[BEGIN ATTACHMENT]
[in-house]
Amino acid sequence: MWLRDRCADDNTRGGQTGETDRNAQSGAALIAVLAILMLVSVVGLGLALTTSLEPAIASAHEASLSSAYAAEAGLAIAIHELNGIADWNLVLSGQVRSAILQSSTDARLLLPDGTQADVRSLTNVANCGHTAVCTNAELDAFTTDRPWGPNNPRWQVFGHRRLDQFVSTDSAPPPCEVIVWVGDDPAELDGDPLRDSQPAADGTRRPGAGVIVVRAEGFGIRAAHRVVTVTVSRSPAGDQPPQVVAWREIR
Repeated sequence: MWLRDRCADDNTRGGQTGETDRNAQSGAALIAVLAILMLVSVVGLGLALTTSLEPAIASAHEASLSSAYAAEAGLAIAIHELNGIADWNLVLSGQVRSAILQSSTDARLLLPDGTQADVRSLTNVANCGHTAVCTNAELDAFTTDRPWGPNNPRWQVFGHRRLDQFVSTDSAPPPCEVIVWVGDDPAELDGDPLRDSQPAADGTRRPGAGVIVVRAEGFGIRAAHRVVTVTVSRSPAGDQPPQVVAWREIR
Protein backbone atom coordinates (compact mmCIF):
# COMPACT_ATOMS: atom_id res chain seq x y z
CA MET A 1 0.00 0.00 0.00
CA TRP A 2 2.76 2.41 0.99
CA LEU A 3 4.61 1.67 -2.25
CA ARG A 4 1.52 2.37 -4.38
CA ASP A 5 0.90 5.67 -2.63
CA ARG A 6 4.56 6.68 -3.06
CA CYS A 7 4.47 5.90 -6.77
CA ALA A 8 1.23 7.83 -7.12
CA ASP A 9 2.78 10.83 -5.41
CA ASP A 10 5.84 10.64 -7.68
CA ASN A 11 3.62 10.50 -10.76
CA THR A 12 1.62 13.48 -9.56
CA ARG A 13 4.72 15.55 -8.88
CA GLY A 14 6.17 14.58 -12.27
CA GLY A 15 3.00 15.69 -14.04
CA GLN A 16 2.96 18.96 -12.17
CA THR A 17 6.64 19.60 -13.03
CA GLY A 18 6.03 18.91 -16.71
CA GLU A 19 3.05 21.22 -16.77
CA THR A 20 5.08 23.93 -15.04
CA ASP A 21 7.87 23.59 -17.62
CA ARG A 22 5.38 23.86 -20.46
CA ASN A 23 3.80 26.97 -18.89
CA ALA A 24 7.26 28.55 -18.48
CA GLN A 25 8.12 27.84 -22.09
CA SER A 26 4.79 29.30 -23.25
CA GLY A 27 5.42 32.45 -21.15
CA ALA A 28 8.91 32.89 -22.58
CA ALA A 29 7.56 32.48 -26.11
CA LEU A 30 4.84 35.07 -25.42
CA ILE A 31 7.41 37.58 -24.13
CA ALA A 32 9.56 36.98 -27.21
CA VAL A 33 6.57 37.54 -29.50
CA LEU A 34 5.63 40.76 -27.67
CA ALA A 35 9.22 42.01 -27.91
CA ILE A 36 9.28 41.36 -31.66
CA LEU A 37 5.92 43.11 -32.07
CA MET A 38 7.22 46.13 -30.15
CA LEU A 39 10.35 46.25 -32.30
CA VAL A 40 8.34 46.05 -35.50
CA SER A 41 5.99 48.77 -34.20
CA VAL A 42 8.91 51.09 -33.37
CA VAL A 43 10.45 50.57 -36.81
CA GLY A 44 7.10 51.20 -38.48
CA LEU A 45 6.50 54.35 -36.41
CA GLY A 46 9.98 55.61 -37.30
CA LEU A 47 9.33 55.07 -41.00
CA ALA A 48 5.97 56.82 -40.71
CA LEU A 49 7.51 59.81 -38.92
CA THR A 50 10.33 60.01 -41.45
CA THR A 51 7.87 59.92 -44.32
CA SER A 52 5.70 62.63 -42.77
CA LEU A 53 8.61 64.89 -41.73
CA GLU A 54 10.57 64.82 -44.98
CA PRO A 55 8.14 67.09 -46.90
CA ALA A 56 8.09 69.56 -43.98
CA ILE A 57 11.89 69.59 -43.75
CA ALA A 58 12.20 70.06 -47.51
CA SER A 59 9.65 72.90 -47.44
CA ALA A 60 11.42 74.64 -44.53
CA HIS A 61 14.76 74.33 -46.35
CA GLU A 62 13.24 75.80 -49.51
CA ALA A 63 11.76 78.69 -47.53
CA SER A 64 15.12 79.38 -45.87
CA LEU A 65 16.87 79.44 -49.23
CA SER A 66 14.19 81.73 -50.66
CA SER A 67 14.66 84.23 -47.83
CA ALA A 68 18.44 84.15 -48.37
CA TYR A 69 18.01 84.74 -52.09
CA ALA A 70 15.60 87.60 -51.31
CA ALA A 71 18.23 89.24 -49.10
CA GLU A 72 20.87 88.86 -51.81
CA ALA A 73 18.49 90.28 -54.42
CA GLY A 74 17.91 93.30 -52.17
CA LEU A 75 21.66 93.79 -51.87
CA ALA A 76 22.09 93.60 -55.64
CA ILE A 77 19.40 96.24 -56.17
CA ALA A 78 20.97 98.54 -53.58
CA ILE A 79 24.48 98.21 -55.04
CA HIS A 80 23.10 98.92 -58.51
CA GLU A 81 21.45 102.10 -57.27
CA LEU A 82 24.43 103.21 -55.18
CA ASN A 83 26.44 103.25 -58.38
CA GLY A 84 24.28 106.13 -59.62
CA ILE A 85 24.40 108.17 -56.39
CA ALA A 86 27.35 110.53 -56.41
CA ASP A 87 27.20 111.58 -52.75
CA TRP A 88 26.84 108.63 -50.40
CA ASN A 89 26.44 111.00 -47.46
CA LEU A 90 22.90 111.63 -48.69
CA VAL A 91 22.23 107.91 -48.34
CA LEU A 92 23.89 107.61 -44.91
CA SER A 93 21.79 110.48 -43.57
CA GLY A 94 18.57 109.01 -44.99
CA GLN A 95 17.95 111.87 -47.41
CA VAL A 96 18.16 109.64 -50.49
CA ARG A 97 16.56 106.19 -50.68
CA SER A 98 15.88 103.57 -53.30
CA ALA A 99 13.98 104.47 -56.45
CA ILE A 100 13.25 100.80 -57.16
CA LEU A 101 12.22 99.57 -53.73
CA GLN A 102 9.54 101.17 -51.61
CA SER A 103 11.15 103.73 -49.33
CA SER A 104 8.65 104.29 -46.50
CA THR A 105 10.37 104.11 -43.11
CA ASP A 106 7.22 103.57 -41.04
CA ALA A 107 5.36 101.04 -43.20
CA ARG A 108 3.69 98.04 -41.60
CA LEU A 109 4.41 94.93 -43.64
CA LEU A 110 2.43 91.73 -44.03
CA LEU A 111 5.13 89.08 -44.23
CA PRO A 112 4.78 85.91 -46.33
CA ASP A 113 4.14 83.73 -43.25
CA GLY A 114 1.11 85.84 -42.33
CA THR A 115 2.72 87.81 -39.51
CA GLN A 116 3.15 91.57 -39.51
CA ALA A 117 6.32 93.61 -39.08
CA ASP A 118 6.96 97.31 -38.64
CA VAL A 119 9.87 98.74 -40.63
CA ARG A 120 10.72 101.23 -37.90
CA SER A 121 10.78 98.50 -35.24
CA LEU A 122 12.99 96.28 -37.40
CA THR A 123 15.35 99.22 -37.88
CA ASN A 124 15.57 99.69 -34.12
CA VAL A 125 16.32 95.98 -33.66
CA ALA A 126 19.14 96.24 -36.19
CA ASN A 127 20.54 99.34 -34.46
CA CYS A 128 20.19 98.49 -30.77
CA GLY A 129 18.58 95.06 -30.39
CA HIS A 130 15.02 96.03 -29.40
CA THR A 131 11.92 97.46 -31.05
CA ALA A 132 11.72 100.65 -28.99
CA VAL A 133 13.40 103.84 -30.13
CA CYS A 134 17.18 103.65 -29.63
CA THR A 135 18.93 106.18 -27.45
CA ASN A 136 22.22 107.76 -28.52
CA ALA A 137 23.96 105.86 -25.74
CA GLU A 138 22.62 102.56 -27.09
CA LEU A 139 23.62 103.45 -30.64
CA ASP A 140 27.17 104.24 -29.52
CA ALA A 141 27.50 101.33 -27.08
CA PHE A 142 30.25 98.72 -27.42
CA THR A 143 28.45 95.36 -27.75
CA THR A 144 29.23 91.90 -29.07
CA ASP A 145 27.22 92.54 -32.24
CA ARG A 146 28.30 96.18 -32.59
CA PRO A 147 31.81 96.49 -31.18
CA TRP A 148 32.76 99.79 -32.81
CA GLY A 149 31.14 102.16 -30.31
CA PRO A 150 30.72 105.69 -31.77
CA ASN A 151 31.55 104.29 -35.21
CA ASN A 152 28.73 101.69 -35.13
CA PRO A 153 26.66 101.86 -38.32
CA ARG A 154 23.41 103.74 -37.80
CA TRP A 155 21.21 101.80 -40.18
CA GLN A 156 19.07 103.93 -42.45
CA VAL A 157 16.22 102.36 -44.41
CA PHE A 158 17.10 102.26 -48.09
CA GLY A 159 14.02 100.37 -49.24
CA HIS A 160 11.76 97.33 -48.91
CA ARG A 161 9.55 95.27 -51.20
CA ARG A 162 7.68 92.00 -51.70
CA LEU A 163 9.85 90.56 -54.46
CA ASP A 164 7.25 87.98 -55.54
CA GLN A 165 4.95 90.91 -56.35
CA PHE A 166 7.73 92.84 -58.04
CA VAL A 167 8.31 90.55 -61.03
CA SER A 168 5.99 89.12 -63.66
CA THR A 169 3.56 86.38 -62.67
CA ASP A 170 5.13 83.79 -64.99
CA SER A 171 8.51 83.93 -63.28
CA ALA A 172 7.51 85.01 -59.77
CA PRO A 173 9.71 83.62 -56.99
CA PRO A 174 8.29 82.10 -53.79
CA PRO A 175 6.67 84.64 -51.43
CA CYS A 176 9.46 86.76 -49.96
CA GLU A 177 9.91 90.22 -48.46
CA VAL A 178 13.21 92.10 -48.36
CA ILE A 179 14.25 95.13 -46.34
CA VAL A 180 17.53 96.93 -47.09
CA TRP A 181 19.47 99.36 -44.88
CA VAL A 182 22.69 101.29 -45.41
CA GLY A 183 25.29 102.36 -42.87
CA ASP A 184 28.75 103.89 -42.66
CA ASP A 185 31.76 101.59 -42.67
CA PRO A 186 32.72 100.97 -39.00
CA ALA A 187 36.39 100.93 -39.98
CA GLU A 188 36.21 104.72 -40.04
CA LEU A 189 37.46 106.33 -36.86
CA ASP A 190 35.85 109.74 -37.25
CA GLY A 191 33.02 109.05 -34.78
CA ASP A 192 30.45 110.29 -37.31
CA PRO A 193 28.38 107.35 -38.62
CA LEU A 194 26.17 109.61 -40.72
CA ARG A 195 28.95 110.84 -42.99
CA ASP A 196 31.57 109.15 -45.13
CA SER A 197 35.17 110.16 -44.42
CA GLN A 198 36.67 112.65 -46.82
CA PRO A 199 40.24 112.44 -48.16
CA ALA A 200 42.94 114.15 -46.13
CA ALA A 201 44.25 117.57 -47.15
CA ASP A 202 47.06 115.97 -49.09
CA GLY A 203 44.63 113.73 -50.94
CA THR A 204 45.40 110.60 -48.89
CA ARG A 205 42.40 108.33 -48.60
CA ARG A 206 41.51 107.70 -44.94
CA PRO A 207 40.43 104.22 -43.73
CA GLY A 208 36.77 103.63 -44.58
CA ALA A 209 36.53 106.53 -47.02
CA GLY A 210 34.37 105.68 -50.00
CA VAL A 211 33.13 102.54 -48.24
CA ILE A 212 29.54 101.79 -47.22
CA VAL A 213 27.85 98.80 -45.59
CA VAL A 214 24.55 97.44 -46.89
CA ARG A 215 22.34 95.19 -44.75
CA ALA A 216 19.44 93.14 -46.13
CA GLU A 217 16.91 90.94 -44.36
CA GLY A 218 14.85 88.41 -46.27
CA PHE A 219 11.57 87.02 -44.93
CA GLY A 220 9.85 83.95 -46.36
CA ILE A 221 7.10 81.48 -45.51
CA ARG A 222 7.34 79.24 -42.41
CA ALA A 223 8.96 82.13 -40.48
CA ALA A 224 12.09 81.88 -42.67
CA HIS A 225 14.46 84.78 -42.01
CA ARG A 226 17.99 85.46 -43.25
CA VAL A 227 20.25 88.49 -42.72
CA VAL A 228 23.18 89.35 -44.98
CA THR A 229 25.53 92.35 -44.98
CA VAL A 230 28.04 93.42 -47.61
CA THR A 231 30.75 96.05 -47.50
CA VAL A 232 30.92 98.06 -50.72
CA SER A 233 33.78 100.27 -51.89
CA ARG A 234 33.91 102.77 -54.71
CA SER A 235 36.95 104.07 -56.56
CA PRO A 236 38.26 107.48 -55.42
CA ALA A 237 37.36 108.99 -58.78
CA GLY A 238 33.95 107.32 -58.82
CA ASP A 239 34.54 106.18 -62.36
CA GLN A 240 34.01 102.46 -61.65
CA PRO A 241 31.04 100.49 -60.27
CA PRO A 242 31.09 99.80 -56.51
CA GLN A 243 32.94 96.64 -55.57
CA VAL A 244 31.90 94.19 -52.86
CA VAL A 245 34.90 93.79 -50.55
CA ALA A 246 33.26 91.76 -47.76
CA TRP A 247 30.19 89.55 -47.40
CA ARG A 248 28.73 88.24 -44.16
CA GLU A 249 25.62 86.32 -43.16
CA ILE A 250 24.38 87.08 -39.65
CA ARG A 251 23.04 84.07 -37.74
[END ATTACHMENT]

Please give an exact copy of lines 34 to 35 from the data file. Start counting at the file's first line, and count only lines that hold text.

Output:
CA ALA A 29 7.56 32.48 -26.11
CA LEU A 30 4.84 35.07 -25.42